Songs                                          Zorn's Inspirations
1. Asylum 1:54                            Charles Mingus on Candid, Eric Dolphy, Paul Bley
2. Sunset Surfer 3:22                    Bob Demmon + The Astronauts
3. Party Girl 2:33                         Little Feat
4. The Outsider 2:27                    Ruins, Booker T. and the M.G.'s, Colin Wilson
5. Triggerfingers 3:31                   Ennio Morricone, Albert King, Chuck Brown
6. Terkmani Teepee 3:56             Orchestra Baobab, Terauchi Takeshi, E.M. Elanka
7. Sex Fiend 3:31                        The Accused, The Meters, Yakuza Zankoku Hiroku
8. Razorwire 5:28                        Tony Williams' Lifetime, Old
9. The Bitter and the Sweet 4:48  Anthony Braxton, Anton Webern's Six Bagatelles, Frank Sinatra, Morton Feldman
10. Krazy Kat 1:51                      Carl Stalling, Igor Stravinsky
11. The Vault 4:44                       The Melvin's, The Beatmasters, Septic Death, Hellfire, Leather Folk (the book)
12. Metaltov 2:07                        Abe Scharz, Ivo Papasov, Naftule Brandwien
13. Poisonhead 1:09                    Repulsion
14. Bone Orchard 3:53                Led Zeppelin, Akemi and Jagatara, Bernard Hermann
15. I Die Screaming 2:29             Santana, Extreme Noise Terror, Conway Twitty
16. Pistol Whipping 0:57              Agnostic Front, Seige
17. Skatekey 1:24                       Ornette Coleman, Corrosion of Conformity, Massacre, Quincy Jones
18. Shock Corridor 1:05             Sam Fuller, Funkadelic, Carcass
19. American Pyscho 6:09           Liberace, Jan Hammer, Napalm Death, Eddie Blackwell, Charlie Haden, Mick Harris,                                         Carole King, Red Garland, The Boredoms, Jerry Reed, SPK, Roger Williams

The Old Commentary:
Recorded in 1992, Radio has many of Naked City's best songs. The album is worth buying for the first seven tracks alone, which are all quite standard in structure compared to other Naked City songs. However, they are also some of Naked City's best, from the rockabilly "Party Girl" to the Far East jazz romp of "Terkmani Teepee." As the album progresses, the songs start to slowly deconstruct into an atonal, genre jumping insanity. The album ends with the quietly disturbing "American Pyscho" which features short vignettes of music placed across a silent backdrop.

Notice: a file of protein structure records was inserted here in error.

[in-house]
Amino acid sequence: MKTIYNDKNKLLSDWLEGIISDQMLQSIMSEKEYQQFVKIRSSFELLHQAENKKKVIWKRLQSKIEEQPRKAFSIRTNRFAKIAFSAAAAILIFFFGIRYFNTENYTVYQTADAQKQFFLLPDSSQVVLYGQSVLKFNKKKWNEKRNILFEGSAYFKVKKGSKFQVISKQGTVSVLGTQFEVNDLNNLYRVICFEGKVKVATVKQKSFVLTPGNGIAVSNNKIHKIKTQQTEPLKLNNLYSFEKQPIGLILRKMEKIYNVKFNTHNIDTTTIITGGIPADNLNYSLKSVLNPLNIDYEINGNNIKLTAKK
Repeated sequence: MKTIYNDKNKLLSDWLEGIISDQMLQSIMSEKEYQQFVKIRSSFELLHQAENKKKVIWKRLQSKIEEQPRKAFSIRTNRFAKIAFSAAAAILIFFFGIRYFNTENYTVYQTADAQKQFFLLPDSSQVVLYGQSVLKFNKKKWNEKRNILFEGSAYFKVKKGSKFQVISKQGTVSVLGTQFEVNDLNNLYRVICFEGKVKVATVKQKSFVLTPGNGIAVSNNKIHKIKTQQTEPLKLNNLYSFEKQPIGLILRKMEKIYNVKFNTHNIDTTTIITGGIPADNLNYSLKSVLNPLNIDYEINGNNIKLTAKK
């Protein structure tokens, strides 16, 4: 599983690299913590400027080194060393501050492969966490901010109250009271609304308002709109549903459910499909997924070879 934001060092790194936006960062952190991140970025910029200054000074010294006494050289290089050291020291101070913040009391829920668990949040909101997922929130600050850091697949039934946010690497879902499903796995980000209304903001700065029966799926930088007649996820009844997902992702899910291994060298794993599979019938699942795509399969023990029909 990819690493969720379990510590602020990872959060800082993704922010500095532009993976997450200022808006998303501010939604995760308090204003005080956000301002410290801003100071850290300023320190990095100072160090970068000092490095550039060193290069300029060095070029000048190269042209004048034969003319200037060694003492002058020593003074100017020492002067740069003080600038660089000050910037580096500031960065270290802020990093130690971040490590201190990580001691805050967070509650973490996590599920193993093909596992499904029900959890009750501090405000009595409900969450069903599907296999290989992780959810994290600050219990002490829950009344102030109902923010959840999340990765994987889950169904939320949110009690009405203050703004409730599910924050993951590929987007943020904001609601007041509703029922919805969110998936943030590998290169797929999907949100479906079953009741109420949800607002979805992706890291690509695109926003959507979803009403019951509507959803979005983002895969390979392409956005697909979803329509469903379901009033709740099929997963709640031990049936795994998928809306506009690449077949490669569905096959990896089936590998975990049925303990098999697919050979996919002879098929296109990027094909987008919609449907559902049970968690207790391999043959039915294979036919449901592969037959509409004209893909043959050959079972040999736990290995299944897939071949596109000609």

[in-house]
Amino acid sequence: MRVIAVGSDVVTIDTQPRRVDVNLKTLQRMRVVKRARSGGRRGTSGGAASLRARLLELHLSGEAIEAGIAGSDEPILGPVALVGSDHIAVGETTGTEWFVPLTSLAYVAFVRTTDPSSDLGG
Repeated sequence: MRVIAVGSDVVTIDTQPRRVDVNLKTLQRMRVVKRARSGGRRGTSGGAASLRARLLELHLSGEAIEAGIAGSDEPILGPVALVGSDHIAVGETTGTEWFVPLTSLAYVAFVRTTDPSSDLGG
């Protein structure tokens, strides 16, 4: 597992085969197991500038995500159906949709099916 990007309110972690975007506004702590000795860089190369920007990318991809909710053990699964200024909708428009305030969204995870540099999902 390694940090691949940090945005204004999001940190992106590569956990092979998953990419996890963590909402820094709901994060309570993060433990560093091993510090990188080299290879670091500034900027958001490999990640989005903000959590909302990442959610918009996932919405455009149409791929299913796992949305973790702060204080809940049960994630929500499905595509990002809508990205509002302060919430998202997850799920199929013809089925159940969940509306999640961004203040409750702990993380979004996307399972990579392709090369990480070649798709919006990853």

Naked City's Radio album is a great example of Zorn's many influences. On the inside of the CD cover, there is a list titled "Inspirations/Refer" that directly corresponds to each song. As you can see, his influences are many and varied. Perhaps the most bizaare thing is that he throws them together into songs, like building blocks. As the disturbing "American Pyscho" illustrates, with influences ranging from Charlie Haden and Red Garland to Liberace and The Boredoms.

Radio Revisited:

May 8, 2000

My original impression of Naked City's was that it didn't sound or look as good as the first Naked City album, and that it didn't have as much feeling. It's been collecting dust on my shelf for a year or so until recently, when I was describing Naked City to a friend, and found myself talking about the last half of Radio quite a bit. So I popped it into my regular rotation of CD's, and have been listening to it pretty frequently for about a week. It occured to me that perhaps I hadn't given Radio as much listening time as I should.

Taken on its own, the album makes the disturbing progression from the easily digestable and fun pop rock feel of the first seven tunes into the depths of hard rock, noise, hardcore, and 20th century classical. The last ten songs recall the in your face aggressiveness of Torture Garden, but they run longer than the Torture Garden songs, most of which are under one minute. These songs lend themselves to repeated listenings more than the vignette style of Torture Garden, which are over almost too fast to be considered. These pieces seem to have more concrete sense of form than Torture Garden, often revisiting sections and expanding upon them, as in "The Vault" where we are led through a succession of textures and styles that repeat in succession, but with the order changed slightly each time. By the end the textures and images begin to overlap and form together in new ways.

It is also interesting to consider the motivation behind Zorn's structure of Radio and its relation to the title. The album starts with complete songs in recognizable idioms, with Sunset Surfer, Party Girl and to a lesser extent Sex Fiend and The Bitter and the Sweet staying within a certain style throughout. However, one gets the feeling of a slow descent into madness and destruction throughout the album, which finally culminates in "American Psycho" and the brilliant use of sections of silence between a collage of American music and images. Zorn keeps the listener constantly surprised, sometimes fading from noise improv into silence, sometimes into a jazz swing, then funk for a few seconds, then... silence again. The last minute or so has Wayne Horvitz laying jazz piano chords over a light but constant throb of cymbals, expectancy hanging in every note as you wait for Zorn to make it all come crashing down in a barrage of noise. But the album fades out to the sound of an ominous sigh.

John Zorn: alto sax
Bill Frisell: electric guitar
Fred Frith: bass guitar
Joey Baron: drums
Wayne Horvitz: keyboards
Yamatsuka Eye: vocals

Home // Naked City // Masada // Tributes // Filmworks // Classical // Various